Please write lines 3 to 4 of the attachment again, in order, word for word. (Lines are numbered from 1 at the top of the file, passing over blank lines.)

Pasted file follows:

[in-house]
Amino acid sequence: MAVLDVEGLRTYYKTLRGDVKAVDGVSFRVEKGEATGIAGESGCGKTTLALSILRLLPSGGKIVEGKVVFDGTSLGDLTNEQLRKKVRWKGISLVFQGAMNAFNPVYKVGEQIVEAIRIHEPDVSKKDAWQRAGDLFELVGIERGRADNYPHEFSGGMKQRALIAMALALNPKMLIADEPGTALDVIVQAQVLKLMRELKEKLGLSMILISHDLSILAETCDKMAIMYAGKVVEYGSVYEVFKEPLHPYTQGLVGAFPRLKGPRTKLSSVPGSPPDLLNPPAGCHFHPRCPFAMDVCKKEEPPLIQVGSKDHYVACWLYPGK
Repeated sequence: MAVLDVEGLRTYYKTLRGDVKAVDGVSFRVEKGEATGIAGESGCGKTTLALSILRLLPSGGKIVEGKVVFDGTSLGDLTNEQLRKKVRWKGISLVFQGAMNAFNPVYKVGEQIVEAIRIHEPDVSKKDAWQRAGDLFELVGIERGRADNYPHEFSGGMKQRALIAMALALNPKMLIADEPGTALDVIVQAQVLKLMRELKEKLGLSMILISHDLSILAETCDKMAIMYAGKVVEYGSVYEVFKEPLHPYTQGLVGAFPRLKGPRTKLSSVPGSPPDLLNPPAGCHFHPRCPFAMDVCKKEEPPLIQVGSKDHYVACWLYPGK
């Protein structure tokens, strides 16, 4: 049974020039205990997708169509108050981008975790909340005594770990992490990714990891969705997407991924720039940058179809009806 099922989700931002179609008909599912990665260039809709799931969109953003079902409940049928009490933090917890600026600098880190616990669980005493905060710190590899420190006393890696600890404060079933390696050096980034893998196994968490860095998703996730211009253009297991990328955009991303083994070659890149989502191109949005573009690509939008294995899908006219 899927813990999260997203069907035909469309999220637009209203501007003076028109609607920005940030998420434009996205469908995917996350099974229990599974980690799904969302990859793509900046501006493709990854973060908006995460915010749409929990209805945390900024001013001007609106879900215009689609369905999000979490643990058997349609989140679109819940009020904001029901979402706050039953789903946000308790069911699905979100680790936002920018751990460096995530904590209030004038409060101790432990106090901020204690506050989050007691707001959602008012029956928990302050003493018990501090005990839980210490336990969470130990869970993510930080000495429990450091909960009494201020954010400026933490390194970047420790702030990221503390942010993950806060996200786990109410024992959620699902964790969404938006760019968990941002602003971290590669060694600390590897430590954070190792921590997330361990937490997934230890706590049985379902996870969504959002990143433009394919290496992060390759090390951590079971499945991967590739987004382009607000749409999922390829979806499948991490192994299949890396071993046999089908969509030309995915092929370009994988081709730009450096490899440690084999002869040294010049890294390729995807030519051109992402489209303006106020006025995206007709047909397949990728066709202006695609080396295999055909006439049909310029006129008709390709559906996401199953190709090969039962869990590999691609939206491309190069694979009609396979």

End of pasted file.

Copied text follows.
Repeated sequence: MAVLDVEGLRTYYKTLRGDVKAVDGVSFRVEKGEATGIAGESGCGKTTLALSILRLLPSGGKIVEGKVVFDGTSLGDLTNEQLRKKVRWKGISLVFQGAMNAFNPVYKVGEQIVEAIRIHEPDVSKKDAWQRAGDLFELVGIERGRADNYPHEFSGGMKQRALIAMALALNPKMLIADEPGTALDVIVQAQVLKLMRELKEKLGLSMILISHDLSILAETCDKMAIMYAGKVVEYGSVYEVFKEPLHPYTQGLVGAFPRLKGPRTKLSSVPGSPPDLLNPPAGCHFHPRCPFAMDVCKKEEPPLIQVGSKDHYVACWLYPGK
């Protein structure tokens, strides 16, 4: 049974020039205990997708169509108050981008975790909340005594770990992490990714990891969705997407991924720039940058179809009806 099922989700931002179609008909599912990665260039809709799931969109953003079902409940049928009490933090917890600026600098880190616990669980005493905060710190590899420190006393890696600890404060079933390696050096980034893998196994968490860095998703996730211009253009297991990328955009991303083994070659890149989502191109949005573009690509939008294995899908006219 899927813990999260997203069907035909469309999220637009209203501007003076028109609607920005940030998420434009996205469908995917996350099974229990599974980690799904969302990859793509900046501006493709990854973060908006995460915010749409929990209805945390900024001013001007609106879900215009689609369905999000979490643990058997349609989140679109819940009020904001029901979402706050039953789903946000308790069911699905979100680790936002920018751990460096995530904590209030004038409060101790432990106090901020204690506050989050007691707001959602008012029956928990302050003493018990501090005990839980210490336990969470130990869970993510930080000495429990450091909960009494201020954010400026933490390194970047420790702030990221503390942010993950806060996200786990109410024992959620699902964790969404938006760019968990941002602003971290590669060694600390590897430590954070190792921590997330361990937490997934230890706590049985379902996870969504959002990143433009394919290496992060390759090390951590079971499945991967590739987004382009607000749409999922390829979806499948991490192994299949890396071993046999089908969509030309995915092929370009994988081709730009450096490899440690084999002869040294010049890294390729995807030519051109992402489209303006106020006025995206007709047909397949990728066709202006695609080396295999055909006439049909310029006129008709390709559906996401199953190709090969039962869990590999691609939206491309190069694979009609396979």